Microsoft focusing on tech, not search war

REDMOND, WA: Microsoft wants everyone to know that its new search engine could revolutionize the way they use their computers. But first it must get past the media's obsession with the search engine wars.

REDMOND, WA: Microsoft wants everyone to know that its new search engine could revolutionize the way they use their computers. But first it must get past the media's obsession with the search engine wars.

Before Microsoft unveiled its search technology last week, most mainstream media keenly anticipated over the prospect of a battle with Yahoo and Google.

"If you've been waiting to watch Microsoft and Google duke it out in the search arena, tomorrow's your day," wrote the San Jose Mercury News the day before the launch.

CNET commented on how the new technology will compete directly with Google, as did the Associated Press and numerous other media reports.

"This is not about a search war," countered Kathy Gill, an SVP with Microsoft's lead agency, Waggener Edstrom. "We're talking about how this search engine helps people find what they are looking for and enables them to do things they can't with other search engines."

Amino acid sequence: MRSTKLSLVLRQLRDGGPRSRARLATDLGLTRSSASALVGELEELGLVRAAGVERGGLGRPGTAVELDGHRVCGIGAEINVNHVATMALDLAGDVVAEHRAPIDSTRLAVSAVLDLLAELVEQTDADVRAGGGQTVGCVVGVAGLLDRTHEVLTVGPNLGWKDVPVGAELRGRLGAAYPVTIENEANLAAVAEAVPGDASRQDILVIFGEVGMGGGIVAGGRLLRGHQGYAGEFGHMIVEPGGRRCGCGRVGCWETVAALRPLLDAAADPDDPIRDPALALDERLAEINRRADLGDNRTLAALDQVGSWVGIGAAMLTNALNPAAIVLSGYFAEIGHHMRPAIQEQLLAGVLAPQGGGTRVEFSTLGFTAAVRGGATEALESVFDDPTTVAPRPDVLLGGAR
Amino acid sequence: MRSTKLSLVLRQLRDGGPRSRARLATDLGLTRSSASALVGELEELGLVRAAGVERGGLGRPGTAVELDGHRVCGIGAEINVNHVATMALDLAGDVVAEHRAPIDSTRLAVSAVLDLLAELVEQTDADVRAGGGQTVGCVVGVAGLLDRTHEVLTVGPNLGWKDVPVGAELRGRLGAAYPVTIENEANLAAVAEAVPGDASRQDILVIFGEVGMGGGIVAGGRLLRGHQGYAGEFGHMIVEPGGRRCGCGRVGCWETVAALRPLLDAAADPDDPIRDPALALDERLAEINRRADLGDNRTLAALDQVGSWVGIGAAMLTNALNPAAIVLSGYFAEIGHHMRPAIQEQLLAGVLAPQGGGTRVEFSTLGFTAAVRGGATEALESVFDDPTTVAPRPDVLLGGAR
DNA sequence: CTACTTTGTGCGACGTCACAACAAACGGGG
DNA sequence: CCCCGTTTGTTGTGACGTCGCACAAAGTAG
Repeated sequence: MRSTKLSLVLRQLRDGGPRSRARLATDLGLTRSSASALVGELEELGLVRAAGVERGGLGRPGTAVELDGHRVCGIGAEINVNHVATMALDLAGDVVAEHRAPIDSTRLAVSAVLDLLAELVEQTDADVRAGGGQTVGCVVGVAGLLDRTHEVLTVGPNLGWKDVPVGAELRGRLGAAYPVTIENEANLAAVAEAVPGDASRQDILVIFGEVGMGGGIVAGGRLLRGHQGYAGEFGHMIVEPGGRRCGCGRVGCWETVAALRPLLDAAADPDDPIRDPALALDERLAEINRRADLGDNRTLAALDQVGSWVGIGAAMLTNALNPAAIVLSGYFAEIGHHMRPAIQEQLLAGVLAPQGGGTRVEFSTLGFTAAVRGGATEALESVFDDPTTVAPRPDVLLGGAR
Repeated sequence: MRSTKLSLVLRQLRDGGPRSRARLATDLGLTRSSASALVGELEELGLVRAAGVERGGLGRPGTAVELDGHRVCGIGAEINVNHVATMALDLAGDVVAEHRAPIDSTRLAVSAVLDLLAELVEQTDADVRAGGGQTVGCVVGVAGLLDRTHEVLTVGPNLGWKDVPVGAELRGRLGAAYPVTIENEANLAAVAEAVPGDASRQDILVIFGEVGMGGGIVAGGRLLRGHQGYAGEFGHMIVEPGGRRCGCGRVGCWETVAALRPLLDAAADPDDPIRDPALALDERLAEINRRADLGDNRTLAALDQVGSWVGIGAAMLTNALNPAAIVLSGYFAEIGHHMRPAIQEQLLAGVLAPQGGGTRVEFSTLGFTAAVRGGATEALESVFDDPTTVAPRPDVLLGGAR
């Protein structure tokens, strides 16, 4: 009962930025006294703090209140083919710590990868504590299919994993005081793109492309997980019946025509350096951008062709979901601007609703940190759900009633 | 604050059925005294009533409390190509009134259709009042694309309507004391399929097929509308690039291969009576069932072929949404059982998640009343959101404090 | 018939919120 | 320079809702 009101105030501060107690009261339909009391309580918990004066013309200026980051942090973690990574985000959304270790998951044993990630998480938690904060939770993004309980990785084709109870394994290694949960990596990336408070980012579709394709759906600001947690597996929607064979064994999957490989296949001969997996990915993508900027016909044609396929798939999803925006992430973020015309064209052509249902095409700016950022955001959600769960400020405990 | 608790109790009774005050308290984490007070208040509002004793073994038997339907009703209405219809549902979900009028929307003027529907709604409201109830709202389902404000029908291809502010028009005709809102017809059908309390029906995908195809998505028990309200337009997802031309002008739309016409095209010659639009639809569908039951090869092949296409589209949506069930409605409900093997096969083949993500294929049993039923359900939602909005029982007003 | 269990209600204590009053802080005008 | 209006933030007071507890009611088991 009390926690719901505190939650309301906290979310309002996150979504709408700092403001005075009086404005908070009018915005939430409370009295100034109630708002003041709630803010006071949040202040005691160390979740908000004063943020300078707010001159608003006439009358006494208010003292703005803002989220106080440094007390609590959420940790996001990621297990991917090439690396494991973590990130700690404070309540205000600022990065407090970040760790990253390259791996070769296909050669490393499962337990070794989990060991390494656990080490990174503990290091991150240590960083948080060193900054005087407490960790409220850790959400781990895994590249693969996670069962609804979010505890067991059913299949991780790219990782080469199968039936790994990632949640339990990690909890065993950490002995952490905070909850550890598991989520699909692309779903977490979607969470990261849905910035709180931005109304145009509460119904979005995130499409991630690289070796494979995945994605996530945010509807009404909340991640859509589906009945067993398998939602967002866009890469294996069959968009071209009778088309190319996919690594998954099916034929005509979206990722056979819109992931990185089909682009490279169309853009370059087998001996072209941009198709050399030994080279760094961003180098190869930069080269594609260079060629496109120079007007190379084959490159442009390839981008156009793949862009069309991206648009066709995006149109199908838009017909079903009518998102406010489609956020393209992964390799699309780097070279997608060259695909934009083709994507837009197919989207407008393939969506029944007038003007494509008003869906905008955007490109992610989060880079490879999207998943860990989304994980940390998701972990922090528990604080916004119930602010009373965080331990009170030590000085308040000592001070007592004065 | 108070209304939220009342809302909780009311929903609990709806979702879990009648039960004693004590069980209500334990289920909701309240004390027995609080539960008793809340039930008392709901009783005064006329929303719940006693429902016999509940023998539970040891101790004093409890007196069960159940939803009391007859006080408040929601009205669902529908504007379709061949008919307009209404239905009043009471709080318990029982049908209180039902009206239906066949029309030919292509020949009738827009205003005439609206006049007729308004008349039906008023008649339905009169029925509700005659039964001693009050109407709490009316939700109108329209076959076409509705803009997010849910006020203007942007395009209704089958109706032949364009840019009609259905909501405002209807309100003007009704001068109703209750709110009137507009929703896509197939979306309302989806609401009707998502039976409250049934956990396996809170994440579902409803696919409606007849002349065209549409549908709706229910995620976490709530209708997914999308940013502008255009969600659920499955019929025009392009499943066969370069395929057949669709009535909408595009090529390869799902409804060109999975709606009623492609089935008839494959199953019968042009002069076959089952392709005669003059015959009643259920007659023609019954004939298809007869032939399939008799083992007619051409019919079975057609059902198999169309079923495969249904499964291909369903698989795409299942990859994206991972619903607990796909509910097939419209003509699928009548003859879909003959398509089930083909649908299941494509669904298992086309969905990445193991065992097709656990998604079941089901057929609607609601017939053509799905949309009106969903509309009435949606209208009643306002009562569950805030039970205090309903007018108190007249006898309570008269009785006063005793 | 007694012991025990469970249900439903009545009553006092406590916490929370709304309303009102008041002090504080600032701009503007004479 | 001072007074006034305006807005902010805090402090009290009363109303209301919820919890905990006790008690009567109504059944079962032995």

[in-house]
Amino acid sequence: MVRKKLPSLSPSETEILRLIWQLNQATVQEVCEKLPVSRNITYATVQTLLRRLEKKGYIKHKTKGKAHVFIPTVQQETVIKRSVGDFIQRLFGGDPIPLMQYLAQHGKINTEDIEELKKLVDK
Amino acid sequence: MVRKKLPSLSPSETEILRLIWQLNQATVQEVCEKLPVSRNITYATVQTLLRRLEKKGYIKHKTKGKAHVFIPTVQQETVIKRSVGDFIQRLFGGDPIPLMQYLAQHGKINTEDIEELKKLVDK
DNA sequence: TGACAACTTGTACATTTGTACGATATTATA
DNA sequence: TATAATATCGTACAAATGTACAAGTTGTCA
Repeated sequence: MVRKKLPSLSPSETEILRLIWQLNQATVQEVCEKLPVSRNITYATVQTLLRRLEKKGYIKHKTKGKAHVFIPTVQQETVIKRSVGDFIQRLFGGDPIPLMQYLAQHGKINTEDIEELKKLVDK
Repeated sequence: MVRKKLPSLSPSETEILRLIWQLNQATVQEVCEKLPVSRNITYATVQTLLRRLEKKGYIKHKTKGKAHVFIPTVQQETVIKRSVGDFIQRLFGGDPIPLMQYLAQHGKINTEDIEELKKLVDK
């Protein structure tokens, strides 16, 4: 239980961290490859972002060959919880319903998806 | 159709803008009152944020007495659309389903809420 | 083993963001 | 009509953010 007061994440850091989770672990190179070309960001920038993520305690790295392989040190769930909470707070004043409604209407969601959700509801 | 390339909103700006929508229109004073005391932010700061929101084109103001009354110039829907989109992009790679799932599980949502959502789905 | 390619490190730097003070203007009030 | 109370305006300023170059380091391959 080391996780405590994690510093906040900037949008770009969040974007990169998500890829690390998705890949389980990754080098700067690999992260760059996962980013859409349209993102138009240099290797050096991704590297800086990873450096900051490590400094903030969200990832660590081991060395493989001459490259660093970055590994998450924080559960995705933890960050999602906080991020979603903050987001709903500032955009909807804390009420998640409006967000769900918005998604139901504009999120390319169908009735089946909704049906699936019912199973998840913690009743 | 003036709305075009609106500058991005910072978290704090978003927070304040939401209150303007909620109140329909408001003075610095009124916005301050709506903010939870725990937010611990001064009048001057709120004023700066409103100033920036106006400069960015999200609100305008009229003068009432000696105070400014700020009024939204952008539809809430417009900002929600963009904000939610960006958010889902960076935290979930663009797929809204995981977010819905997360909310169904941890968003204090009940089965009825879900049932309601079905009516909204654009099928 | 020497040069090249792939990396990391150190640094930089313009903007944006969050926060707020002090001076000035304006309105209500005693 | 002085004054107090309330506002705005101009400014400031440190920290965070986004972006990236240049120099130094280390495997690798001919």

"If you look at the next five to 10 years, we're just getting started with search," added Wag Ed EVP Colleen Lacter. "The potential is amazing. That's what we want to talk about."

Wag Ed and Microsoft have been working with a key group of influencers since this summer to gear up for the launch. Post-launch outreach will go far beyond business and trade publications to reach potential users, regardless of how they want to use search, from the web to finding photos on their desktop.

"We're [saying that] the way you use your computer will change," said Lacter. "Search will be at the heart and soul of everything you do. And we're going to focus on the innovation, value, and benefits that Microsoft brings to that."

BusinessWeek.com pointed out that Google handles 49% of US internet searches, up from 41% eight months ago, according to internet analytics firm WebSideStory. Yahoo handles 24%. Before the launch of its proprietary search software, Microsoft licensed technology from Yahoo and handled 14% of US internet searches.

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